Lewis Hamilton Goes Into Self-Isolation, Says "Will Not Get Tested For Coronavirus"
Lewis Hamilton says he is self-isolating but will not get tested for coronavirus as others need attention more than him.
Six-time Formula One champion Lewis Hamilton says he is self-isolating
The start of the Formula One season has been wiped away by coronavirus
The F1 season should have started in Melbourne on March 14
Six-time Formula One champion Lewis Hamilton says he is self-isolating but will not get tested for coronavirus as others need attention more than him. The 35-year-old Briton said he decided to self-isolate because he had been at the same function in London that actor Idris Elba and Canadian Prime Minister Pierre Trudeau's wife Sophie Gregoire-Trudeau attended earlier this month. Elba and Gregoire-Trudeau subsequently both tested positive for COVID-19. "I want to let you know that I am doing well," Hamilton said in a statement.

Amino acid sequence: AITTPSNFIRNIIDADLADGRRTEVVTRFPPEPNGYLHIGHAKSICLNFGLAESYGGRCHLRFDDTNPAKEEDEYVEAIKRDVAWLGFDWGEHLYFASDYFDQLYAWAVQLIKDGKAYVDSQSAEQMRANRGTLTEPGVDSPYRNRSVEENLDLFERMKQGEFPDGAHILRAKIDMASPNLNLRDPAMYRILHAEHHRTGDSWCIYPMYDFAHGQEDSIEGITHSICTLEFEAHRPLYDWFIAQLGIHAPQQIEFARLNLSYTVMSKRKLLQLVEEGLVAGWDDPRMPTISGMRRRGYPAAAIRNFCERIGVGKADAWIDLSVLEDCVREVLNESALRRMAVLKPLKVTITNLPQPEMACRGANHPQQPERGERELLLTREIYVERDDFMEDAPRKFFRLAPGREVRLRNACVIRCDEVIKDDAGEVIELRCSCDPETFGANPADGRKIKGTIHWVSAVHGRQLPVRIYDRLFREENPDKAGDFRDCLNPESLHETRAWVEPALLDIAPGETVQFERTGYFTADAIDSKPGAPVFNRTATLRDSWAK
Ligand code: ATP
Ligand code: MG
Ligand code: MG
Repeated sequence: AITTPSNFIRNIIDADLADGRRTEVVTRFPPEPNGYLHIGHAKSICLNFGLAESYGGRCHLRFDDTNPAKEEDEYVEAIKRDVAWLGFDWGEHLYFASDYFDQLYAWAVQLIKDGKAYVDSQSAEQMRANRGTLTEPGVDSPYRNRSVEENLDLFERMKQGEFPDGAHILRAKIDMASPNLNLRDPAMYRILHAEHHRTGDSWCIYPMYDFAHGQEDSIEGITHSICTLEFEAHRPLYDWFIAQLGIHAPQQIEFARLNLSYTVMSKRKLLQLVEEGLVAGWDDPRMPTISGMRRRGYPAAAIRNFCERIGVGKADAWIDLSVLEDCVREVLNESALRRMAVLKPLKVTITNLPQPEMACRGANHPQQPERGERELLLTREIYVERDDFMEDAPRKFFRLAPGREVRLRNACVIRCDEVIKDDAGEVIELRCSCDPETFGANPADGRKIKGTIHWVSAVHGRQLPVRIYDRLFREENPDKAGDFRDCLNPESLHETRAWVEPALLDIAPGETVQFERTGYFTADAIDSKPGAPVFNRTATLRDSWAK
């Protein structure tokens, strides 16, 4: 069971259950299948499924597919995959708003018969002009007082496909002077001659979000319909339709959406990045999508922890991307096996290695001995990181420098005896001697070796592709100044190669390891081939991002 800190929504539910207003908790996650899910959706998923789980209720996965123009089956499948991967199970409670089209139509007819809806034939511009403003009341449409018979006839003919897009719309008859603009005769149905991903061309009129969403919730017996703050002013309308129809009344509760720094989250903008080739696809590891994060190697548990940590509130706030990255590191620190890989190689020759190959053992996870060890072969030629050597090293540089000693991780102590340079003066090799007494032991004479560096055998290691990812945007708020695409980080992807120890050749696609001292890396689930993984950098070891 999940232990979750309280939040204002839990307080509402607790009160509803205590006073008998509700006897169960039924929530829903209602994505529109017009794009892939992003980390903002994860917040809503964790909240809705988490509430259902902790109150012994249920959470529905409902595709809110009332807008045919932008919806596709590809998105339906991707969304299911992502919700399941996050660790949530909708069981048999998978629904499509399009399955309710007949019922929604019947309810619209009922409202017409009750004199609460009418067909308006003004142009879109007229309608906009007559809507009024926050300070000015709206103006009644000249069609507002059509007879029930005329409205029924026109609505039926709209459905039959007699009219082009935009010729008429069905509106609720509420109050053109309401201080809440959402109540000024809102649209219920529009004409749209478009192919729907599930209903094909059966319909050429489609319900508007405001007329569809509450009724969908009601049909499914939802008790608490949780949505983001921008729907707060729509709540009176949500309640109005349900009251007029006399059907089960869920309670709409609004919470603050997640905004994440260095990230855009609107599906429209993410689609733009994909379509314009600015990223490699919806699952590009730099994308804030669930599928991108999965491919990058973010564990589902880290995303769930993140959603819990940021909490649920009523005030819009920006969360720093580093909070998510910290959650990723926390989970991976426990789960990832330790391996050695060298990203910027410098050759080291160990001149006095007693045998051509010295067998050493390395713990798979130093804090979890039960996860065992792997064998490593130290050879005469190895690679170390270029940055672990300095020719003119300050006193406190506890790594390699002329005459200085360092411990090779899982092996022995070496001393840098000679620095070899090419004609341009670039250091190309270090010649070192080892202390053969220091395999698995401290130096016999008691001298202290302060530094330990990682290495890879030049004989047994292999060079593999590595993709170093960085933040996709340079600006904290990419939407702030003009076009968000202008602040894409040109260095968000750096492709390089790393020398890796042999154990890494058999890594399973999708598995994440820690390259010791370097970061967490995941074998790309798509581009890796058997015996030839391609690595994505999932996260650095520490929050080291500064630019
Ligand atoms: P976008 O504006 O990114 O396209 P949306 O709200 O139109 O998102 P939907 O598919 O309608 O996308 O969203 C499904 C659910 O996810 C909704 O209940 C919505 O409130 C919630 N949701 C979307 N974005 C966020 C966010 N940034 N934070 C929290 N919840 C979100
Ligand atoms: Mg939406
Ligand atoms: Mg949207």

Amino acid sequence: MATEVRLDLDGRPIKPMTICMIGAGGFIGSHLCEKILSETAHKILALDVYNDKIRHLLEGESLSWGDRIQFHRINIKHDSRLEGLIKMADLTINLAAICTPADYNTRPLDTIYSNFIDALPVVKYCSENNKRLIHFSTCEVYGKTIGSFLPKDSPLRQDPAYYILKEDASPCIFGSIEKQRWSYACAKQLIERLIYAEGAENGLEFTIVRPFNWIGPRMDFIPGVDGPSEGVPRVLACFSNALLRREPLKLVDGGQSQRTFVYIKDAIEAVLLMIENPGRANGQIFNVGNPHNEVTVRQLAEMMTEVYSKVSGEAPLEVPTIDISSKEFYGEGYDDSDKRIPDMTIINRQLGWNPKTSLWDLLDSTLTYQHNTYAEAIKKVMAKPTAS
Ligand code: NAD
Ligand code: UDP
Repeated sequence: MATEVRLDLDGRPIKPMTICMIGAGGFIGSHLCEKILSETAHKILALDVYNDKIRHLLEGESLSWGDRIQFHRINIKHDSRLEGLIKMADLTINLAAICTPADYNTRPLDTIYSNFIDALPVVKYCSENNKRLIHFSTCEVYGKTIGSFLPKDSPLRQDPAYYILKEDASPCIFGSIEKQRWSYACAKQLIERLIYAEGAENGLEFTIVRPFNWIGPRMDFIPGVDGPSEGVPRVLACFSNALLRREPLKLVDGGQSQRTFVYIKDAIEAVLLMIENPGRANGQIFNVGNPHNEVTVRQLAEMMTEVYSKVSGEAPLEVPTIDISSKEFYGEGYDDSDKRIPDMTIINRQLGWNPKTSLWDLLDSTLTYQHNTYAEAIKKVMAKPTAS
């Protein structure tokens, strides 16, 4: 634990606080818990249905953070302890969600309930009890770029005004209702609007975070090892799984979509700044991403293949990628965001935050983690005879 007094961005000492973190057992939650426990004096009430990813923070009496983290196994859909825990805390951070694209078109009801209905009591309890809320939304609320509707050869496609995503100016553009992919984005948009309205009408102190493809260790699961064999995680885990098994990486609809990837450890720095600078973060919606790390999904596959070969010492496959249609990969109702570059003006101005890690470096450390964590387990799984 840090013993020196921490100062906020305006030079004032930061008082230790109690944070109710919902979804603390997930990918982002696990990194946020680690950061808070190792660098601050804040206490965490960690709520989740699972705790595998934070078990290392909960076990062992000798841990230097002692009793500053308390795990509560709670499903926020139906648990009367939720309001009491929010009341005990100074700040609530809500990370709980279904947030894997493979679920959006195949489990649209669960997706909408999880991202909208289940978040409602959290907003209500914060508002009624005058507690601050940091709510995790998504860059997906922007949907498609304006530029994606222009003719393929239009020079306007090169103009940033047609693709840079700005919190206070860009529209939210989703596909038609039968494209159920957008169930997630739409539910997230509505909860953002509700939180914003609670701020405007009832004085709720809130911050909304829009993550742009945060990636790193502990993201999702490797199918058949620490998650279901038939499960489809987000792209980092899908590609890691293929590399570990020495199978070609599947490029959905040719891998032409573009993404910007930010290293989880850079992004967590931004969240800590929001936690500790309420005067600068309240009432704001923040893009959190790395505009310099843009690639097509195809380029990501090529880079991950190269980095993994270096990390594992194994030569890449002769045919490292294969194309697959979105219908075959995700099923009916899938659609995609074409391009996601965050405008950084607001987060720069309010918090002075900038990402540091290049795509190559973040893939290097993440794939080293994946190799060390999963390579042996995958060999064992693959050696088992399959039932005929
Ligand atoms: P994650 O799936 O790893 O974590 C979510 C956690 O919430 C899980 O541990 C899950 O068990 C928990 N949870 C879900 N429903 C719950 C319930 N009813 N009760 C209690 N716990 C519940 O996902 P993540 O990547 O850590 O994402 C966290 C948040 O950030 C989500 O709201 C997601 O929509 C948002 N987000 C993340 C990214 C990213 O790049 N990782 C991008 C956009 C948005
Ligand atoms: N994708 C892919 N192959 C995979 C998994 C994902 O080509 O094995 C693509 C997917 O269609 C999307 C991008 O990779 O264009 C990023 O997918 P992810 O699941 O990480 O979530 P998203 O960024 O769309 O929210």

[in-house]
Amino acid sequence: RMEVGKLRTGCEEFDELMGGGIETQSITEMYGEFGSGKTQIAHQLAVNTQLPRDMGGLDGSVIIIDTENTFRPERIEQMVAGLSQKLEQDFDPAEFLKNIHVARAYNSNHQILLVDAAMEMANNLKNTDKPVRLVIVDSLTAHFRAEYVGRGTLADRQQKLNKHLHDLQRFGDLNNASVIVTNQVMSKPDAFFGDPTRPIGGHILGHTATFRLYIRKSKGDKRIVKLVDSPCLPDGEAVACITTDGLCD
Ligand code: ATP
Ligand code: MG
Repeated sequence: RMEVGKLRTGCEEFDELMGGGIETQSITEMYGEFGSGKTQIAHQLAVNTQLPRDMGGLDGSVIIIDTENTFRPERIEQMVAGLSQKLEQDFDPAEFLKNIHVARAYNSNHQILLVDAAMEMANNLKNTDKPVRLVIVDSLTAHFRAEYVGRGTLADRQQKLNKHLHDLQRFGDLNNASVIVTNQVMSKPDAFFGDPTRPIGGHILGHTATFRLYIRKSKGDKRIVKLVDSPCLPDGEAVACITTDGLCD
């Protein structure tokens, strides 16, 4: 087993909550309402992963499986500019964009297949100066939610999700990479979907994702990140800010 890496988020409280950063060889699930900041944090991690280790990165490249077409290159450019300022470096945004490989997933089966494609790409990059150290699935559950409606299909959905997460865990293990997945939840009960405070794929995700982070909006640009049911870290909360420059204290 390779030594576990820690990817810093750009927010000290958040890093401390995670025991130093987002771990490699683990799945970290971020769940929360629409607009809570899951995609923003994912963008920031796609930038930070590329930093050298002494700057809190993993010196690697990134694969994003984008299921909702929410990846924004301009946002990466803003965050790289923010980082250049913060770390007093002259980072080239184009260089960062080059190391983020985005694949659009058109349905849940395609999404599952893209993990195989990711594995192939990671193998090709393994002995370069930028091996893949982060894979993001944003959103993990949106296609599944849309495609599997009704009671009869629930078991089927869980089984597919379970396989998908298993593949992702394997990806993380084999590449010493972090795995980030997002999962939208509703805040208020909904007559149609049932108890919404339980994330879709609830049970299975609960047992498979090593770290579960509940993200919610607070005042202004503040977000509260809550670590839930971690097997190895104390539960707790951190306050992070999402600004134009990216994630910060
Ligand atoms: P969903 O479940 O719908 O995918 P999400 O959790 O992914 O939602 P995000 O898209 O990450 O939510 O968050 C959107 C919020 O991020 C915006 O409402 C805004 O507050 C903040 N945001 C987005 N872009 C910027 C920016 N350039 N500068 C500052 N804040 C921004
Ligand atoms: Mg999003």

"There has been speculation about my health, after I was at an event where two people later tested positive for coronavirus.
"I have zero symptoms and it has now been 17 days since I saw Sophie and Idris. I have been in touch with Idris and happy to hear he is OK.
"I did speak to my doctor and double checked if I needed to take a test but the truth is, there is a limited amount of tests available and there are people who need it more than I do, especially when I wasn't showing any symptoms at all."
Hamilton has been in isolation since last Friday.
The start of the Formula One season has been wiped away by the pandemic with races in Australia, Bahrain, Vietnam, China, Netherlands and Spain shelved and the iconic Riviera showpiece in Monaco cancelled.
A season which should have started in Melbourne on March 14 will now not start until Azerbaijan on June 7 at the earliest.
Formula One's British-based teams are also hoping to contribute away from the track.
They are working on a plan to manufacture medical equipment needed to fight the coronavirus which up to Friday night had claimed 177 victims in the United Kingdom with the numbers infected set to top 4,000.
The British government and health authorities need more ventilators in intensive care units to deal with respiratory problems caused by the illness.
Formula One teams have engineering capabilities that could speed up the production of the units.